Is there a real point to social networking? It is a lot of fun, and it can be a useful way to establish contacts. But it’s usually a black hole of time — a lot of chat without a lot of substance. However, there’s at least one new site that’s trying to offer social networking with a social conscience.
And this is what I woke up to this morning – an article from InformationWeek entitled, “Social Networking With A Point.” I couldn’t disagree more with the statement made in the opening paragraph of the article. Social networking is all about substance. It’s not merely about ones ability to connect with others, but rather the engagement that takes shape following that contact.
The site that the article was referencing is called The Point. It’s an interesting website founded on the premise that people come together to solve personal, local and national problems. Sound familiar? Perhaps that’s because it’s not the only site dedicated to reshaping the way people engage in their community and creatively tackle issues (both local and other).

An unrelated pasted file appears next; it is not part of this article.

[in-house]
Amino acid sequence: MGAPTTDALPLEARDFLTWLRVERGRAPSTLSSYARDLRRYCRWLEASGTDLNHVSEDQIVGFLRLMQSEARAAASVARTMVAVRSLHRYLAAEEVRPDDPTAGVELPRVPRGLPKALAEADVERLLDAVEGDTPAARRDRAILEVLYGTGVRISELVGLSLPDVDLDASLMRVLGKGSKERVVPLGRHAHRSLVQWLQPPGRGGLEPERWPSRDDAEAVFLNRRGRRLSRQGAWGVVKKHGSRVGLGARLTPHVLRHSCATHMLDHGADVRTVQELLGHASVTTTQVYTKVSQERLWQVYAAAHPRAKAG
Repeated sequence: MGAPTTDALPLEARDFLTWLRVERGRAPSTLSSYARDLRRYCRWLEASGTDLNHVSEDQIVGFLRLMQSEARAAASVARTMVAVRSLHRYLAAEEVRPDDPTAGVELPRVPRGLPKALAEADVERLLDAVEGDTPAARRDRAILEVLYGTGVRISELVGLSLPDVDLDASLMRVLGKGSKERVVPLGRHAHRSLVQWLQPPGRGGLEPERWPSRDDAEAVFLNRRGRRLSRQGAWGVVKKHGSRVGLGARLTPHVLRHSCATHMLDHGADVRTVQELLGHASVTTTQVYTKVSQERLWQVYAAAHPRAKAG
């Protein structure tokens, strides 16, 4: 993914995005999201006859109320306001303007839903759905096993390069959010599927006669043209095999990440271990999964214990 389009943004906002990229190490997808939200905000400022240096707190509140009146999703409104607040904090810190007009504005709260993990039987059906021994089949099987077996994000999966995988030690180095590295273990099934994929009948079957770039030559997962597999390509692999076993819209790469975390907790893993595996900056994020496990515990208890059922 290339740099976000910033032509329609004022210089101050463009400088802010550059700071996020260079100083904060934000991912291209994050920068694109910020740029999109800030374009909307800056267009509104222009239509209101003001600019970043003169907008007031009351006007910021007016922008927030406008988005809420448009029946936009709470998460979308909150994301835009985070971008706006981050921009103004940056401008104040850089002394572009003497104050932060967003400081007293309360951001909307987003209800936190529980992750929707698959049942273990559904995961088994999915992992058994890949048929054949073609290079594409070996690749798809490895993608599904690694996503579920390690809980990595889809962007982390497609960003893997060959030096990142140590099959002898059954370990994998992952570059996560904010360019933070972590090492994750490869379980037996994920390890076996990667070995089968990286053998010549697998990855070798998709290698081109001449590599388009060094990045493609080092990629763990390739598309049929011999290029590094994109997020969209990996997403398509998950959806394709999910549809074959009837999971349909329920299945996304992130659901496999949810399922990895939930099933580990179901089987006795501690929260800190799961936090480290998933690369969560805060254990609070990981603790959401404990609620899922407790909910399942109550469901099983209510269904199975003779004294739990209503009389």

A great example is the level of organizing taking place on Facebook. Granted I have my issues with Facebook from an advertising perspective, but the fact of the matter is that people are coming together to tackle a broad range of social issues. Take the situation in Burma for example and the number of groups as well as campaigns organized around that one item. In addition, “Causes” (a widget that enables users to start and/or join causes) continues to gain traction as a method for folks to raise funds and promote awareness for the cause of his or her choice. Facebook isn’t the only social networking site promoting community engagement. Ning has flourshed thanks in part to a growing desire for micro communities that seek a means of connecting with a more specific subset.
While we’re talking more specifically about the social implications of social networking tools blogs should not be left out of the conversation. Bloggers are leveraging their medium beyond idle banter, but rather to promote conversations about topics of substance. And how can I talk locality of civic engagement without mentioning blogs like that published by Cambridge Community Television (CCTV), which is all about civic engagement and there are many others – check out Placeblogger for more.
If social networking is to be compared to a black hole, then that metaphor should be representative not of the lack of substance, but rather of the infinite potential of engagement, awareness and action that these tools foster.